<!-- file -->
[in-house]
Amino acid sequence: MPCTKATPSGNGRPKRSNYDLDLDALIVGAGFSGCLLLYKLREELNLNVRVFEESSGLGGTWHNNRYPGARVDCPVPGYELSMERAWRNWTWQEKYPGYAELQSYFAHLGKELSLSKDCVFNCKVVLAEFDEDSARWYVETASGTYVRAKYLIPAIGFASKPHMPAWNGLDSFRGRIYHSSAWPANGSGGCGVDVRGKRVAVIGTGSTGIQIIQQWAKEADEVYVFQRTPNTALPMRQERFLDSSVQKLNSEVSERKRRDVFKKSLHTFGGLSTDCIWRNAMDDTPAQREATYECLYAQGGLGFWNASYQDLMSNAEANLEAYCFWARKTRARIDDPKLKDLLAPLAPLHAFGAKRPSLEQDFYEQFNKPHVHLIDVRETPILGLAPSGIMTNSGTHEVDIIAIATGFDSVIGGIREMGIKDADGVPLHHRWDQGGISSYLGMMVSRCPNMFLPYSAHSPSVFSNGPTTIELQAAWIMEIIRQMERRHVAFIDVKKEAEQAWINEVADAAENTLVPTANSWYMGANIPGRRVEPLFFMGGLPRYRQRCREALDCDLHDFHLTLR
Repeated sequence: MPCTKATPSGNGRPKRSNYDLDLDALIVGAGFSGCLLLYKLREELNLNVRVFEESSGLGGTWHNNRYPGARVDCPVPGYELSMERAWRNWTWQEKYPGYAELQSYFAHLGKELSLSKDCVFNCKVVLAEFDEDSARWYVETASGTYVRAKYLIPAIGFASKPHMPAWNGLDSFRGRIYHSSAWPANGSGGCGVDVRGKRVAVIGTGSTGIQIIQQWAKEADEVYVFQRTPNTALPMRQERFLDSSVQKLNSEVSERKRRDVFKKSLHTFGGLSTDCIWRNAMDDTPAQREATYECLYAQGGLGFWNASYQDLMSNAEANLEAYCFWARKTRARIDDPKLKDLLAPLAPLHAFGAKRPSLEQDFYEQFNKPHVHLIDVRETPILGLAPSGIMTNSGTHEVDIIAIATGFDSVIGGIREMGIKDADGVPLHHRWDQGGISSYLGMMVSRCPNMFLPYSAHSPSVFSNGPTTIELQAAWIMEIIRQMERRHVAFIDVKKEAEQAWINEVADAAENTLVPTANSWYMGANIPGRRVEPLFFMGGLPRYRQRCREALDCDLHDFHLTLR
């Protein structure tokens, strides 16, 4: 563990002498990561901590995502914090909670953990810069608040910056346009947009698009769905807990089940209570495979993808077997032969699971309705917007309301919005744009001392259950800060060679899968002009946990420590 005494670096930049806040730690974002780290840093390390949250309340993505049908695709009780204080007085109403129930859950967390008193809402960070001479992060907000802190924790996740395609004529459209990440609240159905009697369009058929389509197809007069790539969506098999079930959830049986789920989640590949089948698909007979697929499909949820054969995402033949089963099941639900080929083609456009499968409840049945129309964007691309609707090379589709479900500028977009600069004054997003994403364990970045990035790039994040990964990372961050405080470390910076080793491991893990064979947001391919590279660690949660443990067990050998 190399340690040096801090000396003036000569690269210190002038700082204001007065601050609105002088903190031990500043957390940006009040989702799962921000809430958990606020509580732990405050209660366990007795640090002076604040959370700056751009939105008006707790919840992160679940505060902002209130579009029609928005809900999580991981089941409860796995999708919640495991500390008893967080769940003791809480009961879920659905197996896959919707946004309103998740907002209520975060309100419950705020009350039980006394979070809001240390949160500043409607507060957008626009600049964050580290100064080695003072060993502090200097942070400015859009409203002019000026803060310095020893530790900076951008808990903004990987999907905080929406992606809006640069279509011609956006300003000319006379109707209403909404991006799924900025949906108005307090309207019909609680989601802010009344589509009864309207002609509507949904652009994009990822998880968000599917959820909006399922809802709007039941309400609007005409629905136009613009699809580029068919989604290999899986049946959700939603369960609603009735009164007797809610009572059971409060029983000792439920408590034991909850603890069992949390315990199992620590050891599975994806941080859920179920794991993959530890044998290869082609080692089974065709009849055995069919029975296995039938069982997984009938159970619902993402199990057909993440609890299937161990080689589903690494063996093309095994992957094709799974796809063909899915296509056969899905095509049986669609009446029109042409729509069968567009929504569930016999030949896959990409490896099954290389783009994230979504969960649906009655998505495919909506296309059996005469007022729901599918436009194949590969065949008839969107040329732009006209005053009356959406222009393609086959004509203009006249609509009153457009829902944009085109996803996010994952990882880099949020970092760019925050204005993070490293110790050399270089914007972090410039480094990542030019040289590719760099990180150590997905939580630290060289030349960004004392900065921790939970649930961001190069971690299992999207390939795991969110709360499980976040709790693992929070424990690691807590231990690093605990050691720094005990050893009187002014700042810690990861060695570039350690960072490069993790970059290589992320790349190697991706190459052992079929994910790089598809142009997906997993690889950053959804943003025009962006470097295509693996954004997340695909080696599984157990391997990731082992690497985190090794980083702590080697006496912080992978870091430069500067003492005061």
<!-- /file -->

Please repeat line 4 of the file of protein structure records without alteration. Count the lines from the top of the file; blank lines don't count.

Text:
């Protein structure tokens, strides 16, 4: 563990002498990561901590995502914090909670953990810069608040910056346009947009698009769905807990089940209570495979993808077997032969699971309705917007309301919005744009001392259950800060060679899968002009946990420590 005494670096930049806040730690974002780290840093390390949250309340993505049908695709009780204080007085109403129930859950967390008193809402960070001479992060907000802190924790996740395609004529459209990440609240159905009697369009058929389509197809007069790539969506098999079930959830049986789920989640590949089948698909007979697929499909949820054969995402033949089963099941639900080929083609456009499968409840049945129309964007691309609707090379589709479900500028977009600069004054997003994403364990970045990035790039994040990964990372961050405080470390910076080793491991893990064979947001391919590279660690949660443990067990050998 190399340690040096801090000396003036000569690269210190002038700082204001007065601050609105002088903190031990500043957390940006009040989702799962921000809430958990606020509580732990405050209660366990007795640090002076604040959370700056751009939105008006707790919840992160679940505060902002209130579009029609928005809900999580991981089941409860796995999708919640495991500390008893967080769940003791809480009961879920659905197996896959919707946004309103998740907002209520975060309100419950705020009350039980006394979070809001240390949160500043409607507060957008626009600049964050580290100064080695003072060993502090200097942070400015859009409203002019000026803060310095020893530790900076951008808990903004990987999907905080929406992606809006640069279509011609956006300003000319006379109707209403909404991006799924900025949906108005307090309207019909609680989601802010009344589509009864309207002609509507949904652009994009990822998880968000599917959820909006399922809802709007039941309400609007005409629905136009613009699809580029068919989604290999899986049946959700939603369960609603009735009164007797809610009572059971409060029983000792439920408590034991909850603890069992949390315990199992620590050891599975994806941080859920179920794991993959530890044998290869082609080692089974065709009849055995069919029975296995039938069982997984009938159970619902993402199990057909993440609890299937161990080689589903690494063996093309095994992957094709799974796809063909899915296509056969899905095509049986669609009446029109042409729509069968567009929504569930016999030949896959990409490896099954290389783009994230979504969960649906009655998505495919909506296309059996005469007022729901599918436009194949590969065949008839969107040329732009006209005053009356959406222009393609086959004509203009006249609509009153457009829902944009085109996803996010994952990882880099949020970092760019925050204005993070490293110790050399270089914007972090410039480094990542030019040289590719760099990180150590997905939580630290060289030349960004004392900065921790939970649930961001190069971690299992999207390939795991969110709360499980976040709790693992929070424990690691807590231990690093605990050691720094005990050893009187002014700042810690990861060695570039350690960072490069993790970059290589992320790349190697991706190459052992079929994910790089598809142009997906997993690889950053959804943003025009962006470097295509693996954004997340695909080696599984157990391997990731082992690497985190090794980083702590080697006496912080992978870091430069500067003492005061």